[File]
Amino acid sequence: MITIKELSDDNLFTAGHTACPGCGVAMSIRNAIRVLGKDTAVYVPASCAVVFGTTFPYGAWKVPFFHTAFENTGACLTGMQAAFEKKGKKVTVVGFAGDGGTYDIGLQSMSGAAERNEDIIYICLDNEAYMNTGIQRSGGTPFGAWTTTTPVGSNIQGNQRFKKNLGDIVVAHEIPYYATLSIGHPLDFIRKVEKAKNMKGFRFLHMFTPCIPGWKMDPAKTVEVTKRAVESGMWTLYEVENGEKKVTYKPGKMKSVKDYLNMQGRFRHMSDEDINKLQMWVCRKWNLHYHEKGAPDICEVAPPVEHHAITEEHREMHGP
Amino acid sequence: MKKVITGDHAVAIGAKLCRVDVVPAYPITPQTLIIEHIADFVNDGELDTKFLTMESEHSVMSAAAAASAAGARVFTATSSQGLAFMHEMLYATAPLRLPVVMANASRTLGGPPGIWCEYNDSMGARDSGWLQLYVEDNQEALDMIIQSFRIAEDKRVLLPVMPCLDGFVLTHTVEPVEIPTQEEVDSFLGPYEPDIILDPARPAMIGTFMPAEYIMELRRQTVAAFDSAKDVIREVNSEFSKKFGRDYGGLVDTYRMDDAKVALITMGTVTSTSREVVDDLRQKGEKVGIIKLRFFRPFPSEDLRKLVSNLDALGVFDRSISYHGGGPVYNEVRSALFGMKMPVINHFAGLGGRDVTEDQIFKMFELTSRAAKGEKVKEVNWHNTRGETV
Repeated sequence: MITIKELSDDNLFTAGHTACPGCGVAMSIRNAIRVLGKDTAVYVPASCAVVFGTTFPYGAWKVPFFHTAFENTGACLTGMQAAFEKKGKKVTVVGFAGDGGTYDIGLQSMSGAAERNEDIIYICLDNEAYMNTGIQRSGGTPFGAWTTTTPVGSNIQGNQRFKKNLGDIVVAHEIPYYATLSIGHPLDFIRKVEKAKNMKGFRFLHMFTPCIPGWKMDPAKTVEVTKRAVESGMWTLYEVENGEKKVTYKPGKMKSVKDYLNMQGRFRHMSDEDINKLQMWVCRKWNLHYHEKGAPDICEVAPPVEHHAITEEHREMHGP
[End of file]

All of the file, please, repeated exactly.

Amino acid sequence: MITIKELSDDNLFTAGHTACPGCGVAMSIRNAIRVLGKDTAVYVPASCAVVFGTTFPYGAWKVPFFHTAFENTGACLTGMQAAFEKKGKKVTVVGFAGDGGTYDIGLQSMSGAAERNEDIIYICLDNEAYMNTGIQRSGGTPFGAWTTTTPVGSNIQGNQRFKKNLGDIVVAHEIPYYATLSIGHPLDFIRKVEKAKNMKGFRFLHMFTPCIPGWKMDPAKTVEVTKRAVESGMWTLYEVENGEKKVTYKPGKMKSVKDYLNMQGRFRHMSDEDINKLQMWVCRKWNLHYHEKGAPDICEVAPPVEHHAITEEHREMHGP
Amino acid sequence: MKKVITGDHAVAIGAKLCRVDVVPAYPITPQTLIIEHIADFVNDGELDTKFLTMESEHSVMSAAAAASAAGARVFTATSSQGLAFMHEMLYATAPLRLPVVMANASRTLGGPPGIWCEYNDSMGARDSGWLQLYVEDNQEALDMIIQSFRIAEDKRVLLPVMPCLDGFVLTHTVEPVEIPTQEEVDSFLGPYEPDIILDPARPAMIGTFMPAEYIMELRRQTVAAFDSAKDVIREVNSEFSKKFGRDYGGLVDTYRMDDAKVALITMGTVTSTSREVVDDLRQKGEKVGIIKLRFFRPFPSEDLRKLVSNLDALGVFDRSISYHGGGPVYNEVRSALFGMKMPVINHFAGLGGRDVTEDQIFKMFELTSRAAKGEKVKEVNWHNTRGETV
Repeated sequence: MITIKELSDDNLFTAGHTACPGCGVAMSIRNAIRVLGKDTAVYVPASCAVVFGTTFPYGAWKVPFFHTAFENTGACLTGMQAAFEKKGKKVTVVGFAGDGGTYDIGLQSMSGAAERNEDIIYICLDNEAYMNTGIQRSGGTPFGAWTTTTPVGSNIQGNQRFKKNLGDIVVAHEIPYYATLSIGHPLDFIRKVEKAKNMKGFRFLHMFTPCIPGWKMDPAKTVEVTKRAVESGMWTLYEVENGEKKVTYKPGKMKSVKDYLNMQGRFRHMSDEDINKLQMWVCRKWNLHYHEKGAPDICEVAPPVEHHAITEEHREMHGP